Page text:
Surrounded by towering ancient cedar and cypress trees, Takachiho Shrine is said to have been built during the Heien Period over 1200 years ago. Among the 88 shrines scattered across the 18 districts of Takachiho, it’s considered the most important.
Takachiho is home to a famous Japanese myth, that of Amaterasu, the Shinto goddess of the Sun. Legend has it that, falling victim to her brother’s cruel pranks one too many times, she retreated into a nearby cave and the world plunged into darkness. Her fellow deities tried to comfort her, but their efforts were in vain. Only one goddess was able to coax her out of her sanctuary by performing a comical dance.
This story is now re-enacted every night at Takachiho Shrine in a series of 33 episodes, known as Yokagura, featuring masked dancers and employing the use of traditional Japanese instruments. Located just steps away from the main shrine building, it’s well worth watching.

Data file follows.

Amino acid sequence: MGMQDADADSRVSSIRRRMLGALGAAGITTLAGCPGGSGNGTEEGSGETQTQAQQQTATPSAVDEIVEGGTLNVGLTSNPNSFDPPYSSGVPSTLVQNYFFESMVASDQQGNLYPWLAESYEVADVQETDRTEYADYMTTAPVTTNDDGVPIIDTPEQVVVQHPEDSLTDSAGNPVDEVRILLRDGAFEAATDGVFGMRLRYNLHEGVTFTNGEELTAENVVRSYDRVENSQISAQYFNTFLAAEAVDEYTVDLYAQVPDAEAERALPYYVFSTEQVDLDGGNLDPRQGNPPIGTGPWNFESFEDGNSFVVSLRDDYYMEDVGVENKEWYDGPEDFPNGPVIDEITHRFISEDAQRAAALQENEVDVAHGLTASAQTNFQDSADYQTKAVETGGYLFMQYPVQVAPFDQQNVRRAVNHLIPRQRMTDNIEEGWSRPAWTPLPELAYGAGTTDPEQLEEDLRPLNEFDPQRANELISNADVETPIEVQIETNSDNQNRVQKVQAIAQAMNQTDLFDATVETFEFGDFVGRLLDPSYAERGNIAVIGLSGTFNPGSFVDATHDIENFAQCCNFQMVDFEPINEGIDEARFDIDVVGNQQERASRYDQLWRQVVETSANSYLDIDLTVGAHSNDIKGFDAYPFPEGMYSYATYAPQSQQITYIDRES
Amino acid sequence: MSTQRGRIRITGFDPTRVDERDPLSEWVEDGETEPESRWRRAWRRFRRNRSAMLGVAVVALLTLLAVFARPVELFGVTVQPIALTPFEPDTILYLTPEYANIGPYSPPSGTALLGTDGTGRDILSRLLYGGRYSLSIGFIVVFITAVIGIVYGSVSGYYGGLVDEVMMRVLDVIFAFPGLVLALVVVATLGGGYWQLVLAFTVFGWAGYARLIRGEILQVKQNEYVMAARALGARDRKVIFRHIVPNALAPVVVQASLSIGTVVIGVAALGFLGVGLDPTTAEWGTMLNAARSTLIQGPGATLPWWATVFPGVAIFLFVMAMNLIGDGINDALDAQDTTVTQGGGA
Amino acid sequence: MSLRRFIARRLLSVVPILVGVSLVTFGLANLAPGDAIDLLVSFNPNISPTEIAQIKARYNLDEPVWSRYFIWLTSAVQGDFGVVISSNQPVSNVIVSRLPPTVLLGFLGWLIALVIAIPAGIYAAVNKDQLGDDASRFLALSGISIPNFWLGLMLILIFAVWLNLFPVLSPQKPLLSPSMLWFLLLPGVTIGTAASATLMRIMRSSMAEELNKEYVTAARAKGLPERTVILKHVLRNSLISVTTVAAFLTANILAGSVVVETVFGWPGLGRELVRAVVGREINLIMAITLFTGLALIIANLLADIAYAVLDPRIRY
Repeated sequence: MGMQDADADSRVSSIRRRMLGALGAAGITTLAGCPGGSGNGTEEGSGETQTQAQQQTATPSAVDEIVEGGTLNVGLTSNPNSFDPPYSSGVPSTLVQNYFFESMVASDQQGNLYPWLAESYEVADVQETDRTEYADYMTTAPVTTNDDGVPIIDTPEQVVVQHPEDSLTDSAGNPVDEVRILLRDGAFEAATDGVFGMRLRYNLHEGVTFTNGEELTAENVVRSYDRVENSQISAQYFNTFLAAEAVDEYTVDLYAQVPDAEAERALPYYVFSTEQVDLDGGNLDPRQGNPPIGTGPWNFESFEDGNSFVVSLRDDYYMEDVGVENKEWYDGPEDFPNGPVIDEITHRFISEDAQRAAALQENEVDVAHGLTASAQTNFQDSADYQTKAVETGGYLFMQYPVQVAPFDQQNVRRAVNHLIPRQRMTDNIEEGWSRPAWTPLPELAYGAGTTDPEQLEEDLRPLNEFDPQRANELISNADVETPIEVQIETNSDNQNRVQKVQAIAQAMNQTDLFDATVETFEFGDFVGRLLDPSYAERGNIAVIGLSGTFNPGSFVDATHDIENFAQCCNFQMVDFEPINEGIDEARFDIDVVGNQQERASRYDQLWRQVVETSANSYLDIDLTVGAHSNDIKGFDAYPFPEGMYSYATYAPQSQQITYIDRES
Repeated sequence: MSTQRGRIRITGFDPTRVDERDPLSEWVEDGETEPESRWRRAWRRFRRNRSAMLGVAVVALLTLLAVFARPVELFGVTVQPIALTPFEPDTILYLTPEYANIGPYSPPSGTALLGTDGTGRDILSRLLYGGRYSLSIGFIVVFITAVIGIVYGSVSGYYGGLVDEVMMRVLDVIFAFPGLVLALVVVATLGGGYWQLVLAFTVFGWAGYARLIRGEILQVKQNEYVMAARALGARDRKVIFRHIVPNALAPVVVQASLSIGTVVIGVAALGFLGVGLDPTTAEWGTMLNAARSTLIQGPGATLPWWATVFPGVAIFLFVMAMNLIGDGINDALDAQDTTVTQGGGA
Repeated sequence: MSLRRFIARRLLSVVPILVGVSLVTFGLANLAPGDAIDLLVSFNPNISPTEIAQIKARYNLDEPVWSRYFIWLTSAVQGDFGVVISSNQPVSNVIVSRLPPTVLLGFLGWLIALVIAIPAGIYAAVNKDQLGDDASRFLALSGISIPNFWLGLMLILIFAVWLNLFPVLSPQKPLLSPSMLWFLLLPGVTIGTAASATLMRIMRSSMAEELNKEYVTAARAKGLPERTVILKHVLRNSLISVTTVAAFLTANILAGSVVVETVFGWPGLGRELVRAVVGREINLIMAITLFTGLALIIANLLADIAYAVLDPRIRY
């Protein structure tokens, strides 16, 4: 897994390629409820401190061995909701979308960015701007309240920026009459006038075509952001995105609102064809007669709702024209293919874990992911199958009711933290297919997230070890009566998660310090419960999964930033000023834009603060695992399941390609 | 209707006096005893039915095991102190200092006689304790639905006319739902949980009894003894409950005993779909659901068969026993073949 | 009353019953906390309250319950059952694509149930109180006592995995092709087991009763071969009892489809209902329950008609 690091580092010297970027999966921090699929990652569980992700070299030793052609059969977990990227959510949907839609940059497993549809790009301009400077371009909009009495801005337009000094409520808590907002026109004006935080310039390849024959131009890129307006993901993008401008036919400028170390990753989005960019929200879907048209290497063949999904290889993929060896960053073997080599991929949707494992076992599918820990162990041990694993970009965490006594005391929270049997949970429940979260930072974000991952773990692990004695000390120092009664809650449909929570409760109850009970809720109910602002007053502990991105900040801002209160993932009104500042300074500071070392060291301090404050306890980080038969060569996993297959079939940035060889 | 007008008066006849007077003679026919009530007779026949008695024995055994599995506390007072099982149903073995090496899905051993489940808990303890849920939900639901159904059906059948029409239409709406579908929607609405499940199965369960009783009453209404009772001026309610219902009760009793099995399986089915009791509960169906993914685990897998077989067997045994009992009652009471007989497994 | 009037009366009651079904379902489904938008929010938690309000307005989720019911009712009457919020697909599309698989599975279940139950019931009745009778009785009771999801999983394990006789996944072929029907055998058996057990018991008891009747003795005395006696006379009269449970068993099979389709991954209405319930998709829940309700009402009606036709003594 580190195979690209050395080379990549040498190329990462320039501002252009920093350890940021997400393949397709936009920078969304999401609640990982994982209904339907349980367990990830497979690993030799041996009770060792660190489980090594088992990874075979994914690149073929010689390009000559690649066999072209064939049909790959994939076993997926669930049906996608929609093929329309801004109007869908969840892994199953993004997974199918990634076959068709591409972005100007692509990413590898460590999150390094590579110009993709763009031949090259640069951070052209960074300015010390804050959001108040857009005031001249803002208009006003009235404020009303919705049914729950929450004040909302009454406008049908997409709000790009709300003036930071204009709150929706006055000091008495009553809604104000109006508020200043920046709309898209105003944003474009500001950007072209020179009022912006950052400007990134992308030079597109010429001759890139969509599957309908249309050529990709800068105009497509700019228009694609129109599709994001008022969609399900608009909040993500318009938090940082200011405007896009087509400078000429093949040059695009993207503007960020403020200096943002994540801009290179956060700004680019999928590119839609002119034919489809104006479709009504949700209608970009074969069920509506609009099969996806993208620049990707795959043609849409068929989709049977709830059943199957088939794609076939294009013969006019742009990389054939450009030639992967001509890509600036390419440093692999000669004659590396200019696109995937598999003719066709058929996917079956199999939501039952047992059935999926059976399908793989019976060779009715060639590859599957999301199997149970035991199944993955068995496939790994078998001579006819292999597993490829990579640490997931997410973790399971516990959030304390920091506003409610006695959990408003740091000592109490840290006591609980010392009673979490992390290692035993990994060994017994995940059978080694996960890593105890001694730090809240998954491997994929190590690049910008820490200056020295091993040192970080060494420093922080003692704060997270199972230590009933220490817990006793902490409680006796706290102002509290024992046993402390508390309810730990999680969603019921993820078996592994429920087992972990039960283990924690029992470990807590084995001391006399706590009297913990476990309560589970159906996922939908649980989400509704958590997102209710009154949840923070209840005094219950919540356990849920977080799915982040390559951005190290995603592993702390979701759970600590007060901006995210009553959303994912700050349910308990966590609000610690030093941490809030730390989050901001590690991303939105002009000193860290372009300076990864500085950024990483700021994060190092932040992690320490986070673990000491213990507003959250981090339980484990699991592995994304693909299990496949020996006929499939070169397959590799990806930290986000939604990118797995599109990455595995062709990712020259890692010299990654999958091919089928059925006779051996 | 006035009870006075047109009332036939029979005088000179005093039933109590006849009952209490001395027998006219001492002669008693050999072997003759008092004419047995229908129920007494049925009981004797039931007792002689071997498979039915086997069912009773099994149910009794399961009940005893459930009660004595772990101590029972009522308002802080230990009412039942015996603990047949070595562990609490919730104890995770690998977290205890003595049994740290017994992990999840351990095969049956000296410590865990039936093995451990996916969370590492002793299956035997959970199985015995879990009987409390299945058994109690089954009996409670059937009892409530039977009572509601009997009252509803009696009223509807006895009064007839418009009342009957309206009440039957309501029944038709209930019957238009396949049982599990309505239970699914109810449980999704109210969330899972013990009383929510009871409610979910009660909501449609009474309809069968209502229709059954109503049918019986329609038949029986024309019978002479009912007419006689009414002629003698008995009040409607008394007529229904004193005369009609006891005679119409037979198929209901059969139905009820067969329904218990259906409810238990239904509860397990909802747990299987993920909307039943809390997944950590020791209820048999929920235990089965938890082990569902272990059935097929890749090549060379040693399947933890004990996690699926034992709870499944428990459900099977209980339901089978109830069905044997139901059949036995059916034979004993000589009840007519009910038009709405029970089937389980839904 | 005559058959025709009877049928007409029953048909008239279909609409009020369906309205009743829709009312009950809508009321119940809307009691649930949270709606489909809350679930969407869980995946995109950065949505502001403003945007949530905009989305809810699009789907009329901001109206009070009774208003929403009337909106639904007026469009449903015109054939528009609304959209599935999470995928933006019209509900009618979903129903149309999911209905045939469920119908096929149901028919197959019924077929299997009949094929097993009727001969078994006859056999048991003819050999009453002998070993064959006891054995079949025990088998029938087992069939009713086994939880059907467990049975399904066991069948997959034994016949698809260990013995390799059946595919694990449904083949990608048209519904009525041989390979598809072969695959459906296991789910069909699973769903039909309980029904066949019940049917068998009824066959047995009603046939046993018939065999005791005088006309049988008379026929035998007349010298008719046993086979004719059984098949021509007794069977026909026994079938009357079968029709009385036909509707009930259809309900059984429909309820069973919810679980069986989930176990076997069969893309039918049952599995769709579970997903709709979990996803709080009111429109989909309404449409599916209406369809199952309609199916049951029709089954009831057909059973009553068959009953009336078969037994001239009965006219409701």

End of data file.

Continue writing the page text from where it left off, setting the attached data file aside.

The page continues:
Also famous along this part of the area is a pair of trees known as the “couple cedar”. Trunks fused together, their appearance bears a resemblance to a couple holding hands. If you walk around this cedar hand-in-hand with a loved one three times, you will be blessed with prosperity and safety.
Visiting from the nearby Takachiho Gorge? Taking the mountain path will bring you to the back of the shrine. Also, if you’re travelling by car it’s a good idea to check out the nearby Ama no Iwato Shrine located just eight kilometres from Takachiho.